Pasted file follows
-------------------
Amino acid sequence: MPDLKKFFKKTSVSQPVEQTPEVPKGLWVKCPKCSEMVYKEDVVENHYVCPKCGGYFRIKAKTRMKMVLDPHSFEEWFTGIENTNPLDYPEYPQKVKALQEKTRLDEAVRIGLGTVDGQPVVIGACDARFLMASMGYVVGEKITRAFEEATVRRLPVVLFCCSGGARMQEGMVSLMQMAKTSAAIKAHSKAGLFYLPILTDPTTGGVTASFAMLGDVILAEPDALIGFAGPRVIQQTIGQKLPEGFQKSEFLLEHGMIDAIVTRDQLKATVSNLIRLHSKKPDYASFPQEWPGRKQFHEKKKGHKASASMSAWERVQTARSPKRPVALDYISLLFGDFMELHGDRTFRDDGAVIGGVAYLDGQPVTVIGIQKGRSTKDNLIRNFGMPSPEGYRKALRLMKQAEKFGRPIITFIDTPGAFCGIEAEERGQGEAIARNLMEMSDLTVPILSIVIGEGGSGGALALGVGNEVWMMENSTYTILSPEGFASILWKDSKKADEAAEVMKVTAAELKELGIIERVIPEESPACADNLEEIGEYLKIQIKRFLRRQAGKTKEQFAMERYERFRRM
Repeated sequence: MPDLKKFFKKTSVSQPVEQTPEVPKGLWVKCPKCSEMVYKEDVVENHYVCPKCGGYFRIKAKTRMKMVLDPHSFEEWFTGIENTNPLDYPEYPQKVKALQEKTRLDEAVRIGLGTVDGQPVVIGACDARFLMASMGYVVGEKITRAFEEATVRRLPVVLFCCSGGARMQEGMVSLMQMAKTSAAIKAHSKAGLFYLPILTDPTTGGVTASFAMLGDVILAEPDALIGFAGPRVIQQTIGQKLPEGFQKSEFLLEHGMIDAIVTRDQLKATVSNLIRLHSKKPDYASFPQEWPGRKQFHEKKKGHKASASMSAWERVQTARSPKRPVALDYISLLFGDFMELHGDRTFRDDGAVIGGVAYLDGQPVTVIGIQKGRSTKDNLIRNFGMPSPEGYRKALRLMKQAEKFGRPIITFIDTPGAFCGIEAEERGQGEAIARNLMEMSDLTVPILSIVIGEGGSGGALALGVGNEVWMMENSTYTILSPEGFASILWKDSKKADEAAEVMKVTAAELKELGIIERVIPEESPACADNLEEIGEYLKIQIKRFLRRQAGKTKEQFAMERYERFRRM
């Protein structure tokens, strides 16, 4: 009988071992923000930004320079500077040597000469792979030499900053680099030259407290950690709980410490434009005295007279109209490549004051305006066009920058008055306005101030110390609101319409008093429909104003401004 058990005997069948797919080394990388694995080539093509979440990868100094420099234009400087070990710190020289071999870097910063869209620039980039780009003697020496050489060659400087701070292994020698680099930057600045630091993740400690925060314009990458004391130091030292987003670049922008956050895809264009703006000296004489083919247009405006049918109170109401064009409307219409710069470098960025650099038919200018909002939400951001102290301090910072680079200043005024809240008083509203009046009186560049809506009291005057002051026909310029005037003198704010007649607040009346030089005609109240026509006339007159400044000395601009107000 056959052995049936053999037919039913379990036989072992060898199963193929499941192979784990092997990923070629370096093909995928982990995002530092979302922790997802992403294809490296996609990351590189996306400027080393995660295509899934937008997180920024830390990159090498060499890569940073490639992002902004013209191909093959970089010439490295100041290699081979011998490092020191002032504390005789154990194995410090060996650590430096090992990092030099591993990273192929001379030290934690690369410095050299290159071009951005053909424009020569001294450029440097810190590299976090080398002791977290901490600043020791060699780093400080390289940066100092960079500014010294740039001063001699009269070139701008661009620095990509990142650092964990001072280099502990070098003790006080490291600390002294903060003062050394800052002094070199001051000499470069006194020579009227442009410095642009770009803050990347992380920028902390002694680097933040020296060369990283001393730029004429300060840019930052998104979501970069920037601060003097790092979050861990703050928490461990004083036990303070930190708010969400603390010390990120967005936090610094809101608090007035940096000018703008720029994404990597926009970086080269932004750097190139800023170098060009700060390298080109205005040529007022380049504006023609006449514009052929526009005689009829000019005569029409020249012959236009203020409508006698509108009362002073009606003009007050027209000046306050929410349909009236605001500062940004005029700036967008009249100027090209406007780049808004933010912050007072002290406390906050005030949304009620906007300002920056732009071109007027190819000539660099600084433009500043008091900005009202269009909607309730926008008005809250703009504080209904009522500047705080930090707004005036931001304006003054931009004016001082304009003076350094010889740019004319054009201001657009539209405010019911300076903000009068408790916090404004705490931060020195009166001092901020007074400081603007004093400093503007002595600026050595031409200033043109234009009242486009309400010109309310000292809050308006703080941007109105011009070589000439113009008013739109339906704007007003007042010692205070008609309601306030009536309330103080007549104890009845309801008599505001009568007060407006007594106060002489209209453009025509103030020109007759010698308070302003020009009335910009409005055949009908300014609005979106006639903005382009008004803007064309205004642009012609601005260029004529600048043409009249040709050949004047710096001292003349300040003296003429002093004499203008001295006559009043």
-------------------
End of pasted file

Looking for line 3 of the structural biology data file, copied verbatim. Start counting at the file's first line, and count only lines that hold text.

């Protein structure tokens, strides 16, 4: 009988071992923000930004320079500077040597000469792979030499900053680099030259407290950690709980410490434009005295007279109209490549004051305006066009920058008055306005101030110390609101319409008093429909104003401004 058990005997069948797919080394990388694995080539093509979440990868100094420099234009400087070990710190020289071999870097910063869209620039980039780009003697020496050489060659400087701070292994020698680099930057600045630091993740400690925060314009990458004391130091030292987003670049922008956050895809264009703006000296004489083919247009405006049918109170109401064009409307219409710069470098960025650099038919200018909002939400951001102290301090910072680079200043005024809240008083509203009046009186560049809506009291005057002051026909310029005037003198704010007649607040009346030089005609109240026509006339007159400044000395601009107000 056959052995049936053999037919039913379990036989072992060898199963193929499941192979784990092997990923070629370096093909995928982990995002530092979302922790997802992403294809490296996609990351590189996306400027080393995660295509899934937008997180920024830390990159090498060499890569940073490639992002902004013209191909093959970089010439490295100041290699081979011998490092020191002032504390005789154990194995410090060996650590430096090992990092030099591993990273192929001379030290934690690369410095050299290159071009951005053909424009020569001294450029440097810190590299976090080398002791977290901490600043020791060699780093400080390289940066100092960079500014010294740039001063001699009269070139701008661009620095990509990142650092964990001072280099502990070098003790006080490291600390002294903060003062050394800052002094070199001051000499470069006194020579009227442009410095642009770009803050990347992380920028902390002694680097933040020296060369990283001393730029004429300060840019930052998104979501970069920037601060003097790092979050861990703050928490461990004083036990303070930190708010969400603390010390990120967005936090610094809101608090007035940096000018703008720029994404990597926009970086080269932004750097190139800023170098060009700060390298080109205005040529007022380049504006023609006449514009052929526009005689009829000019005569029409020249012959236009203020409508006698509108009362002073009606003009007050027209000046306050929410349909009236605001500062940004005029700036967008009249100027090209406007780049808004933010912050007072002290406390906050005030949304009620906007300002920056732009071109007027190819000539660099600084433009500043008091900005009202269009909607309730926008008005809250703009504080209904009522500047705080930090707004005036931001304006003054931009004016001082304009003076350094010889740019004319054009201001657009539209405010019911300076903000009068408790916090404004705490931060020195009166001092901020007074400081603007004093400093503007002595600026050595031409200033043109234009009242486009309400010109309310000292809050308006703080941007109105011009070589000439113009008013739109339906704007007003007042010692205070008609309601306030009536309330103080007549104890009845309801008599505001009568007060407006007594106060002489209209453009025509103030020109007759010698308070302003020009009335910009409005055949009908300014609005979106006639903005382009008004803007064309205004642009012609601005260029004529600048043409009249040709050949004047710096001292003349300040003296003429002093004499203008001295006559009043």